Mining the bonepile of precious rubbish
If you want gold, look in a pile of discarded PCBs. If only it were easier to extract the value.
Waste electronics are piling up around the world, whether they are lost in drawers, cupboards and attics just in case the devices might be useful one day or dispatched to the growing mounds of landfill in Africa and South-East Asia.
The United Nations Global E-Waste Monitor estimated that consumers, governments and companies threw away some 53.6 million tonnes of unwanted electronics in 2019. That represented an increase of 21 per cent over the amount discarded five years earlier. By 2030, the world could easily be dumping 74 million tonnes of e-waste “fuelled mainly by higher consumption rates of electric and electronic equipment, short life cycles and few options for repair”. Out of 2019’s haul, only 17.4 per cent of the waste was collected and recycled in some way.
It is a situation that has been building up for a while, John Shegerian, chairman and CEO of electronics-recycling specialist ERI, noted at the 2021 World Circular Economy Forum (WCEF). “E-waste is the fastest-growing solid waste stream in the world, but when I got into this industry 19 years ago it was the fastest-growing solid waste stream in the world then,” he remarked. “This is maybe one of the most imperative issues that we need to solve together.”
The motivation for doing something about the pile of e-waste is more than being responsible about cleaning up the mess. There is money in all that e-waste. The equipment might be mostly plastic and processed sand but buried in every chip are commercially viable quantities of gold, silver and other rare metals. The Global E-Waste Monitor published by a partnership between the International Telecommunications Union and the United Nations estimates that the value of recoverable metals in the 80 per cent of electronics that did not get recycled in 2019 could total $57bn. The gold and silver are used in minute quantities individually, mostly to coat connectors and form the tiny bond wires that connect silicon chips that do not use the more advanced flip-chip bonds to the pins of their epoxy package. But even in those trace amounts, the quantity of gold and silver in a tonne of printed-circuit boards (PCBs) with the components still attached is a little higher than you would expect to find in high-grade ore from a precious-metals mine.
In experiments on discarded mobile phones conducted in 2015 in which they dissolved the extracted PCBs in acid and recovered the noble metals, a pair of researchers at Delhi Technological University found up to 0.2g of gold in a kilogram of PCBs. Silver was, as with the ore from a typical mine, more abundant: a kilogram of phone PCBs yielded as much as 8g. By comparison, a kilogram of silver-mine ore generally contains around 2g of the metal. The World Economic Forum argued in a 2019 report that mining discarded electronics for gold results in 80 per cent lower emissions compared with mining and refining virgin metals.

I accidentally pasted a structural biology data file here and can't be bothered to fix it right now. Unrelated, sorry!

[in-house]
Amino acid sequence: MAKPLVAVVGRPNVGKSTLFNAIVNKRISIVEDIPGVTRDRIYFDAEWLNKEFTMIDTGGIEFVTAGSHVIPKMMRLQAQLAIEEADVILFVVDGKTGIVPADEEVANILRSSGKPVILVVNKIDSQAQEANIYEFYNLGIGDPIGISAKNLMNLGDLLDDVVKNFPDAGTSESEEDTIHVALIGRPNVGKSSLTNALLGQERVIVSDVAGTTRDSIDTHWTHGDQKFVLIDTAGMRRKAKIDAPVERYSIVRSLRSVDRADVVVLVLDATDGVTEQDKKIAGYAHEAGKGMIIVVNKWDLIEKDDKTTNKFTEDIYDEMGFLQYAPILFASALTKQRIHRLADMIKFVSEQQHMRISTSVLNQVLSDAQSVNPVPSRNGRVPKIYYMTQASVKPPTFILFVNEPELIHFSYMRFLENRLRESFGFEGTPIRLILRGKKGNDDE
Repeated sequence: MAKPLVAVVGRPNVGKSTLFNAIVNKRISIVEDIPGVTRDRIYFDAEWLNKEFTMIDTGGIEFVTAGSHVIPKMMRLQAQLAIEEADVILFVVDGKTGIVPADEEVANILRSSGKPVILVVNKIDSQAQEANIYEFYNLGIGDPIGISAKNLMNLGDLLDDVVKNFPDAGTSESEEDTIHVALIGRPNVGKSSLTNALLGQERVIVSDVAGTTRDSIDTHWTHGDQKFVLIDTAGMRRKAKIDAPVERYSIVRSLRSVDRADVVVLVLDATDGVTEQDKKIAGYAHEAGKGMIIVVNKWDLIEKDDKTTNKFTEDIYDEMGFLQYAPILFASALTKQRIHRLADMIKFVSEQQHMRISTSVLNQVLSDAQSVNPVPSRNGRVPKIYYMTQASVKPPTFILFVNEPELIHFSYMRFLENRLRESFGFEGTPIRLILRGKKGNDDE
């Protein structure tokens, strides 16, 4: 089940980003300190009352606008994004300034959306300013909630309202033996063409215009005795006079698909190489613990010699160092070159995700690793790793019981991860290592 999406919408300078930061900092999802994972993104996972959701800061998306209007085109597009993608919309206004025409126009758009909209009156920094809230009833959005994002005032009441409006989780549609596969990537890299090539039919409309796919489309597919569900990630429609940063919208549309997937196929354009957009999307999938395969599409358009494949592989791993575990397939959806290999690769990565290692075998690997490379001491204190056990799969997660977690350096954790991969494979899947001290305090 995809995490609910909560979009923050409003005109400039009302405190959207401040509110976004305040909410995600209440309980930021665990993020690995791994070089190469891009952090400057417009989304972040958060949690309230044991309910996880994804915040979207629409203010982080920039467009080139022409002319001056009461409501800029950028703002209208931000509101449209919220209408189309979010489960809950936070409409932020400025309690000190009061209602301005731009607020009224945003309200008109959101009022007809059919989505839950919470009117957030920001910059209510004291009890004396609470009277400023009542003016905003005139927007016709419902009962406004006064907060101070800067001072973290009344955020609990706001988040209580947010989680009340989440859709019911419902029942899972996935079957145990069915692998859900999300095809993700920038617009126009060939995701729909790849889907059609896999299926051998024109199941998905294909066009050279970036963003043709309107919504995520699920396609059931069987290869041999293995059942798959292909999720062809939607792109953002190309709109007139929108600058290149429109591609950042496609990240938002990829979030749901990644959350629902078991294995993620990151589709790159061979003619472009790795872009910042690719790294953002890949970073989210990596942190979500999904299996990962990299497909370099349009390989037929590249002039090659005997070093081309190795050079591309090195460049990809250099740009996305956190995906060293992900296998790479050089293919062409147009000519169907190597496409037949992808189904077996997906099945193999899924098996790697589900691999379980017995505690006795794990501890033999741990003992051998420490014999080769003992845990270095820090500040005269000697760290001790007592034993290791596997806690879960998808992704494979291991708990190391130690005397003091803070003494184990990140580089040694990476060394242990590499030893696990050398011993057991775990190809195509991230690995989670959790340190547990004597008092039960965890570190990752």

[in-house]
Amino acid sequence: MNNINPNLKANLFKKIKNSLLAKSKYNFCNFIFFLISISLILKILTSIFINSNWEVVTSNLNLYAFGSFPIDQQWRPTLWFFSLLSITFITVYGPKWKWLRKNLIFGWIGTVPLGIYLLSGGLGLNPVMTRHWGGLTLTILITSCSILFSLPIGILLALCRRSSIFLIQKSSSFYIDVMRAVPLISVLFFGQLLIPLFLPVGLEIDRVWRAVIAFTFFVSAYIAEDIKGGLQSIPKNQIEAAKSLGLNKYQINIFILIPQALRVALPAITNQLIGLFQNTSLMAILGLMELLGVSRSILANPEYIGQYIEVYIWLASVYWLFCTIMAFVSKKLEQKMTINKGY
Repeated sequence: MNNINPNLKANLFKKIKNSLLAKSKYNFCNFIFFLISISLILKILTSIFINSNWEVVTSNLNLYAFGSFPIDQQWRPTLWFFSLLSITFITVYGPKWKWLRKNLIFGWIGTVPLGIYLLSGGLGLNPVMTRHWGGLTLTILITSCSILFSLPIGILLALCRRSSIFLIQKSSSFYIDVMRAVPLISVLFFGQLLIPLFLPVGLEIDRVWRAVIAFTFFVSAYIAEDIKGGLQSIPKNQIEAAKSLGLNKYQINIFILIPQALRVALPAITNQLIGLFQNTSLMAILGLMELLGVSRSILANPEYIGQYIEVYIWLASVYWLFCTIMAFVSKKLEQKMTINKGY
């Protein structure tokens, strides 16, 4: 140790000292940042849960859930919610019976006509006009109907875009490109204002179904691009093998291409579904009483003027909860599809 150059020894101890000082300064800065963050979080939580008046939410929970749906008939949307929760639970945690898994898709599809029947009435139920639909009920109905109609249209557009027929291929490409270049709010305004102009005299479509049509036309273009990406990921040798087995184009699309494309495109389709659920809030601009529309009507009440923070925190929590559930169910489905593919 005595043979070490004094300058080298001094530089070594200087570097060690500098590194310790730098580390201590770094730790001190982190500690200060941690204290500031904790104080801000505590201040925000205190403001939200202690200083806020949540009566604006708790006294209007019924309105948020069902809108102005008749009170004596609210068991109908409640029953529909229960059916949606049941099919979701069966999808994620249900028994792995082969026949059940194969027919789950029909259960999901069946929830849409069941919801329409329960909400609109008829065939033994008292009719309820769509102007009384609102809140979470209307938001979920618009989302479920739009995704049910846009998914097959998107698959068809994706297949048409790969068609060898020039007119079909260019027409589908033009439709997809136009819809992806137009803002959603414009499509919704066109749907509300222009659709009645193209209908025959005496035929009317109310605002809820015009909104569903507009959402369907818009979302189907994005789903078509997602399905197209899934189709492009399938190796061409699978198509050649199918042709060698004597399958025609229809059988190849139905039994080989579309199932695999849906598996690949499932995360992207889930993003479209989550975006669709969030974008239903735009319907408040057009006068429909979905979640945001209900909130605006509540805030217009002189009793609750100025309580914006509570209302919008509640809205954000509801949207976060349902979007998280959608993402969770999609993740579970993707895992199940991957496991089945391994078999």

The bad news is the cost of extraction: you need to manually separate components, grind up the boards and finally burn the plastic waste to eradicate poisonous organic chemicals such as polychlorinated biphenyls, which results in more carbon emissions and needs aggressive filtering on the exhaust to avoid contaminating the surrounding environment. And extracting the precious metals largely calls for the same cyanide-based leaching agents that the mine operators would prefer to phase out. Not only are they notoriously toxic, they are expensive to dispose of or recycle.
Part of the problem is that gold miners are now faced with much the same problem as urban miners. Many mines in operation today work on ores that contain both gold and copper. The bad news for them is gold’s comparative lack of reactivity means copper reacts far more readily with the cyanide, consuming most of the cyanide solution. A mine can easily spend more than $1,000 on the chemicals alone to recover a kilogram of gold, worth around $50,000, from more than hundreds of tonnes of high-quality ore.
In 2016, Stephen Foley, associate professor of chemistry at the University of Saskatchewan, and students Loghman Moradi and Hiwa Salimi demonstrated and patented a much cheaper and far less hazardous method for pulling gold and other noble metals out of pulverised boards based on a far weaker acid and an organic solvent that itself can be reused. Only around 100 litres at a cost of $50 for the chemicals are needed to extract a kilogram of gold, they claimed.
A year later, the trio formed a start-up and then raised $1m in 2018 on the Canadian version of ‘Dragon’s Den’ to get their Excir Works business off the ground – though the demonstration initially confused the judges because the gold coating on top of some of the devices on the board simply dissolved, before later being precipitated out.
In October last year, Excir signed a licensing deal with the UK’s Royal Mint to recover the gold from discarded PCBs at a plant being built at its secure site in South Wales. The Royal Mint expects to process around 90 tonnes of PCBs per week, which should net several hundred kilograms of gold per year.
Another option, though more experimental, is to use biology to extract and aggregate the metal. Some extremophile bacteria themselves depend on cyanide chemistry to survive, and teams have reported some success with different species of these bugs. In one experiment, the method proved more successful for copper than for gold, with almost all the bronze metal being recovered from the ground-up PCBs, though only about half the available gold.